The Esoteric Legacy of Counterculture Icon and Occultist Marjorie Cameron, the ‘Cinderella of the Wastelands’

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Last summer, we honored the work of female occultists. Despite their visionary contributions, the women were often regarded as mere muse to male practitioners through the ages or wholly insane. But a long overdue retrospective at the Museum of Contemporary Art, Los Angeles (MOCA) brought attention to the work of one essential figure, Marjorie Cameron.

Revered as a counterculture icon and influential creator during the postwar Los Angeles art scene, Cameron’s work drew from a mystical realm that Jack Parsons, her occultist and chemist husband, believed Cameron sprung from herself, embodying the Thelemite goddess Babalon here on Earth.

A new exhibition — an expanded version of the MOCA show — presents newly rediscovered artworks, writings, and ephemera. Cameron: Cinderella of the Wastelands honors the legendary artist, featured in the former Deitch Projects space at 76 Grand Street through October 17. Cameron’s surrealist, esoteric legacy is explored as well as her connections to other California luminaries such as Kenneth Anger (she starred in the filmmaker’s Inauguration of the Pleasure Dome), Wallace Berman (he featured her on the cover of Semina, his artistic and literary journal), and George Herms.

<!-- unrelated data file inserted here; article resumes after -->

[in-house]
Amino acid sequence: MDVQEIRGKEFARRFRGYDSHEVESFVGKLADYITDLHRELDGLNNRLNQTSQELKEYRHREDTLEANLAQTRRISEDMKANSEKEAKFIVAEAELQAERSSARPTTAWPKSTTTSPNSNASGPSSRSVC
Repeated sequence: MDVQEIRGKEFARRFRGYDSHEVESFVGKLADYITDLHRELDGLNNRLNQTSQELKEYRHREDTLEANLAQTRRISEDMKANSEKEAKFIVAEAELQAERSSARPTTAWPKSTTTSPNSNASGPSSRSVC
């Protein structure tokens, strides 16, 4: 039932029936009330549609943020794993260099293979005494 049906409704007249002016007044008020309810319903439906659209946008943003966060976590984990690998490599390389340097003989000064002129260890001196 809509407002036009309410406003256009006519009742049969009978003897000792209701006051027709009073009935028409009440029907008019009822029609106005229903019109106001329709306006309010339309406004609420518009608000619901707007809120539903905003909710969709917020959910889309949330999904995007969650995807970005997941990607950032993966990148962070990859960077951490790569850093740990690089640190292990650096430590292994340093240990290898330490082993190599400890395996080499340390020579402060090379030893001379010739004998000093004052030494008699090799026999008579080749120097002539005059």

See a preview of Cameron: Cinderella of the Wastelands in our gallery.

Courtesy of the Cameron Parsons Foundation and Nicole Klagsbrun

Walking Bird n.d. ink and watercolor on paper 14 x 11 inches (image) 35.6 x 27.9 centimeters

Courtesy of the Cameron Parsons Foundation and Nicole Klagsbrun

Holy Guardian Angel according to Aleister Crowley 1966 casein and gold lacquer on board 29.5 x 19.25 inches

Courtesy of the Cameron Parsons Foundation and Nicole Klagsbrun

Peyote Vision 1955 Ink, paint on paper 17 1/2 x 22 3/4 inches

Courtesy of the Cameron Parsons Foundation and Nicole Klagsbrun

Hekas Hekas (dancing pair) n.d. ink and gouache on paper 14 x 12 inches

Courtesy of the Cameron Parsons Foundation and Nicole Klagsbrun

Black Egg n.d paint on cardboard 11 x 8 inches

Courtesy of the Cameron Parsons Foundation and Nicole Klagsbrun

Untitled n.d Cut paper on board 12.75 x 7.5 inches

Courtesy of the Cameron Parsons Foundation and Nicole Klagsbrun

Alien Assemblage n.d. Mixed media 13 1/4 x 13 1/4 inches

Courtesy of the Cameron Parsons Foundation and Nicole Klagsbrun

Sphinx n.d. Ink on paper 23 1⁄2 x 34 inches

Courtesy of the Cameron Parsons Foundation and Nicole Klagsbrun

Fossil of Raven, 1958 White ink on paper 18 3/8 x 11 1/2 inches